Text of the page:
Mash-Up Round-Up: Honest Travel Slogans + Bad Ombrés

By Team Mash-Up

New Mexico: So Much More Than You Saw On FX.

Source: Wikipedia: Marcin Wichary
The week of October 22, 2016 was pondering what would happen if no white people voted; the WTF heard ‘round the world; and remembering that Adele + bachata = amaze.

Mash-Ups in the News:

Brutally Honest Tourism Slogans For All 50 States

Wherein state slogans, designed to boost tourism, are translated into something a bit more accurate. Por ejemplo: Illinois: “Are You Up For Amazing?” Mm, maybe more like … “Chicagoland.” Kansas: “There’s No Place Like Kansas.” More like … “Last In Hills, First In Your Bracket.” We’re SCREAMING.

via Thrillist

A Beginner’s Guide To Korean Noodles

Here at Mash-Up HQ, we’re partial to bibim naengmyeon in the summers, jjampong in the winters, and yes, japchae all year long. Y tu?

via Lucky Peach

Hombre? Ombré? What Did He Say? 

After the third and final debate on Wednesday night, during which Donald Trump claimed he would get rid of all the “bad hombres,” online searches for “hombre” and “ombré” surged dramatically. Our favorite website, Merriam Webster, was ready with answers.

via Merrian Webster

Why The Future Leader Of White Nationalism Fled The Movement

Derek Black is the godson of David Duke; the son to Don Black, the founder of Stormfront, a white extremist website; and the former poster child for the white supremacy movement. He disavowed white nationalism after, no joke, making friends at a series of Shabbat dinners hosted by a fellow college student willing to extend an olive branch. This is an incredible story about our capacity for compassion, how we can learn to see those different from ourselves as human, and what happens when we do.

via The Washington Post

Why Diversity In Fashion Matters

The fashion industry has made big strides in diversity, with more racially diverse runways than ever before. Which is amazing, but ummm, what about representing the the majority of American women who aren’t 5’11” and a size 00? Designer Prabal Gurung (born in Singapore and raised in Nepal), talks about his fight for diversity in the industry and the importance of celebrating every type of woman.

via Lenny

The Racist, Sexist History Of Birth Control And Its Side Effects

We all laugh at those long disclaimers at the end of birth control ads (nausea, bloating, mood changes, oh my!), but with those disclaimers comes a history of Puerto Rican women who were never told what they were putting into their bodies. Moral of the story: “Trust women to make good decisions when they have good information.”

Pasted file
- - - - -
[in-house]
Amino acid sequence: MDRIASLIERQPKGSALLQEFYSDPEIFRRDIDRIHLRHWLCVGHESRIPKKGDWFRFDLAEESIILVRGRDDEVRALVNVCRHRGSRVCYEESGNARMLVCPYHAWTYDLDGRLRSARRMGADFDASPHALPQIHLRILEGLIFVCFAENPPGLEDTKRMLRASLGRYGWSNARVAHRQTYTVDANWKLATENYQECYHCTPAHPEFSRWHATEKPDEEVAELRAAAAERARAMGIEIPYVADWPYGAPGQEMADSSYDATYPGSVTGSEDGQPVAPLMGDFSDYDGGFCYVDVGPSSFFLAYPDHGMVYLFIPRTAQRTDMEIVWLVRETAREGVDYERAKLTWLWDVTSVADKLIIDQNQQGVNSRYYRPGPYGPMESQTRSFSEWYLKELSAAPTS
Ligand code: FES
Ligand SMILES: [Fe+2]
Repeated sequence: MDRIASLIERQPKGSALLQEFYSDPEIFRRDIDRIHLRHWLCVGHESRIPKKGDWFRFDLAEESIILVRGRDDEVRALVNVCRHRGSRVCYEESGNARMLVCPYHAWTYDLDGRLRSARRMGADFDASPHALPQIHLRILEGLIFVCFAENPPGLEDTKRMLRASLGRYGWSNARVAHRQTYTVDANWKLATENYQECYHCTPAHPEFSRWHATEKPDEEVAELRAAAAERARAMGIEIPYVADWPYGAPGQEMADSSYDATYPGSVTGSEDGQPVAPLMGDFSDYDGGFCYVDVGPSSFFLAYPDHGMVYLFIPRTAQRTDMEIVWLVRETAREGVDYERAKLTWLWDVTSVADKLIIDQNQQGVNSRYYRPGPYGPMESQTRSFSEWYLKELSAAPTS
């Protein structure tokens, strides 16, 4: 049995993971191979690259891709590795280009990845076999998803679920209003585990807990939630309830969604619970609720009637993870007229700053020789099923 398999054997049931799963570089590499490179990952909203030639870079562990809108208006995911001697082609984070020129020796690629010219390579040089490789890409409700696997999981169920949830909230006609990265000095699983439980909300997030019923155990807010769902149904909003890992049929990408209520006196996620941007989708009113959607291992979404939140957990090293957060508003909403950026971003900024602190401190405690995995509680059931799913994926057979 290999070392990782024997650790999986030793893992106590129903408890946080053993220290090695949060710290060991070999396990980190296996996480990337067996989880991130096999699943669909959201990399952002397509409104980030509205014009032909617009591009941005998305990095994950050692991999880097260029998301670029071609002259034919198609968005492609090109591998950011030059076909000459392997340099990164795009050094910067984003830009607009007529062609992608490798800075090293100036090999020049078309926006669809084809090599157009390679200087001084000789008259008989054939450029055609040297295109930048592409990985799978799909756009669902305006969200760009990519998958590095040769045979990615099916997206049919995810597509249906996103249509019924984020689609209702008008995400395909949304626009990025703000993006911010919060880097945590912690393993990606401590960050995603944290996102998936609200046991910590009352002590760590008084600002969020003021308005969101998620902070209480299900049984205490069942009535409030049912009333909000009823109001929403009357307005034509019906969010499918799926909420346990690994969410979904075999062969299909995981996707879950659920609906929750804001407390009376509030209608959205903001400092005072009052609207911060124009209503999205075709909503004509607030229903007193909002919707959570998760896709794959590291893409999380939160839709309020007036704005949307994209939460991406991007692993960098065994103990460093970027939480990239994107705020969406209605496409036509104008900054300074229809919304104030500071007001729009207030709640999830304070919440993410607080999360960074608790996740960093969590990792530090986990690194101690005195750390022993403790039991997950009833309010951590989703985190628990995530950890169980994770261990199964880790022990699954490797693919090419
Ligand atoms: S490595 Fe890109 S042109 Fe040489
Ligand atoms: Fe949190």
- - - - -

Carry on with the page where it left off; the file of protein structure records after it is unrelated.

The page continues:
via Vice

The Serbian Bagel Shop That Fights Human Trafficking

The next time you’re in the capital of Serbia, check out Bagel Bejgl, one of Belgrade’s only bagel stores. This place not only serves unbelievably yummy bagels but they also have a mission: This bagel shop uses its funds to support the fight against human trafficking. Brb, need to grab a flight.

via Extra Crispy

Exploring The Private Masturbation Booths Of Brooklyn

Well, no WE didn’t go explore them. But a reporter did, and here are a few things he discovered: Many of the adult video businesses in Brooklyn, clustered together in industrial areas due to zoning laws, are owned and staffed by Sri Lankan immigrants; customers are few and far between; yet when financial and family situations make privacy impossible at home, masturbation booths provide a reprieve — of sorts.

via Gothamist

Foreign Spouse, Happy Life

“Anyone who risks a life with someone outside of his in-group — not only across lines of nationality, but also those of religion, race and class — becomes a participant, whether he knows it or not, in a global experiment in developing empathy.” PREACH.

via The New York Times

“Weltschmerz” Is The Word You’re Looking For
Weltschmerz is the German word for the melancholic world weariness you may feel, say, after watching a Donald Trump rally or thinking about the health care crisis in Venezuela. We get it. Now, what’s the English phrase for that empowering, inclusive place where life is flawed, but positive change is possible? Oh right. Mash-Up America.

via Quartz

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